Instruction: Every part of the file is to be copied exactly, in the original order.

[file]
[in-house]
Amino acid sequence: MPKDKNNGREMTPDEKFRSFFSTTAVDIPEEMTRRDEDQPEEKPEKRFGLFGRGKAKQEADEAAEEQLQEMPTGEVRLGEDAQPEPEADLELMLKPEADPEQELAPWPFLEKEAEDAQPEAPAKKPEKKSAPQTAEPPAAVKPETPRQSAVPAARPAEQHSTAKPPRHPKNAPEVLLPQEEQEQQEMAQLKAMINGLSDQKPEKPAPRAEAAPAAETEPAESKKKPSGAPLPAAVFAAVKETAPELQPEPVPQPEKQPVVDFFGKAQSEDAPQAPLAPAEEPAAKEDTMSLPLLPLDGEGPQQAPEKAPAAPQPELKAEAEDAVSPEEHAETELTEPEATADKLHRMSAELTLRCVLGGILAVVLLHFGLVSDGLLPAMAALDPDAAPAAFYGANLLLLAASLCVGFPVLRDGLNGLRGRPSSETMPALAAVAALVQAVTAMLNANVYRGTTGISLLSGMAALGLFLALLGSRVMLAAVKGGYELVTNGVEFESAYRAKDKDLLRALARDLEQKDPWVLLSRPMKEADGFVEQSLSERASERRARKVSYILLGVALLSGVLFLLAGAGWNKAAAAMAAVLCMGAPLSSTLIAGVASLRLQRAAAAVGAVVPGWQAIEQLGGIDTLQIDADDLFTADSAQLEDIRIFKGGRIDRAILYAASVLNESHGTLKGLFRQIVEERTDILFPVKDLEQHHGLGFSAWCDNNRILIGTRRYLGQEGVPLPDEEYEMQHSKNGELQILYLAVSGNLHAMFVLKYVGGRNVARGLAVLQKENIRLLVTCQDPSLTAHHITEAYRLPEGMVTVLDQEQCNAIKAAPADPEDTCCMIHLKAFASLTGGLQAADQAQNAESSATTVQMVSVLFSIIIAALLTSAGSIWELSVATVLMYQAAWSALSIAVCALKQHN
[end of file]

[in-house]
Amino acid sequence: MPKDKNNGREMTPDEKFRSFFSTTAVDIPEEMTRRDEDQPEEKPEKRFGLFGRGKAKQEADEAAEEQLQEMPTGEVRLGEDAQPEPEADLELMLKPEADPEQELAPWPFLEKEAEDAQPEAPAKKPEKKSAPQTAEPPAAVKPETPRQSAVPAARPAEQHSTAKPPRHPKNAPEVLLPQEEQEQQEMAQLKAMINGLSDQKPEKPAPRAEAAPAAETEPAESKKKPSGAPLPAAVFAAVKETAPELQPEPVPQPEKQPVVDFFGKAQSEDAPQAPLAPAEEPAAKEDTMSLPLLPLDGEGPQQAPEKAPAAPQPELKAEAEDAVSPEEHAETELTEPEATADKLHRMSAELTLRCVLGGILAVVLLHFGLVSDGLLPAMAALDPDAAPAAFYGANLLLLAASLCVGFPVLRDGLNGLRGRPSSETMPALAAVAALVQAVTAMLNANVYRGTTGISLLSGMAALGLFLALLGSRVMLAAVKGGYELVTNGVEFESAYRAKDKDLLRALARDLEQKDPWVLLSRPMKEADGFVEQSLSERASERRARKVSYILLGVALLSGVLFLLAGAGWNKAAAAMAAVLCMGAPLSSTLIAGVASLRLQRAAAAVGAVVPGWQAIEQLGGIDTLQIDADDLFTADSAQLEDIRIFKGGRIDRAILYAASVLNESHGTLKGLFRQIVEERTDILFPVKDLEQHHGLGFSAWCDNNRILIGTRRYLGQEGVPLPDEEYEMQHSKNGELQILYLAVSGNLHAMFVLKYVGGRNVARGLAVLQKENIRLLVTCQDPSLTAHHITEAYRLPEGMVTVLDQEQCNAIKAAPADPEDTCCMIHLKAFASLTGGLQAADQAQNAESSATTVQMVSVLFSIIIAALLTSAGSIWELSVATVLMYQAAWSALSIAVCALKQHN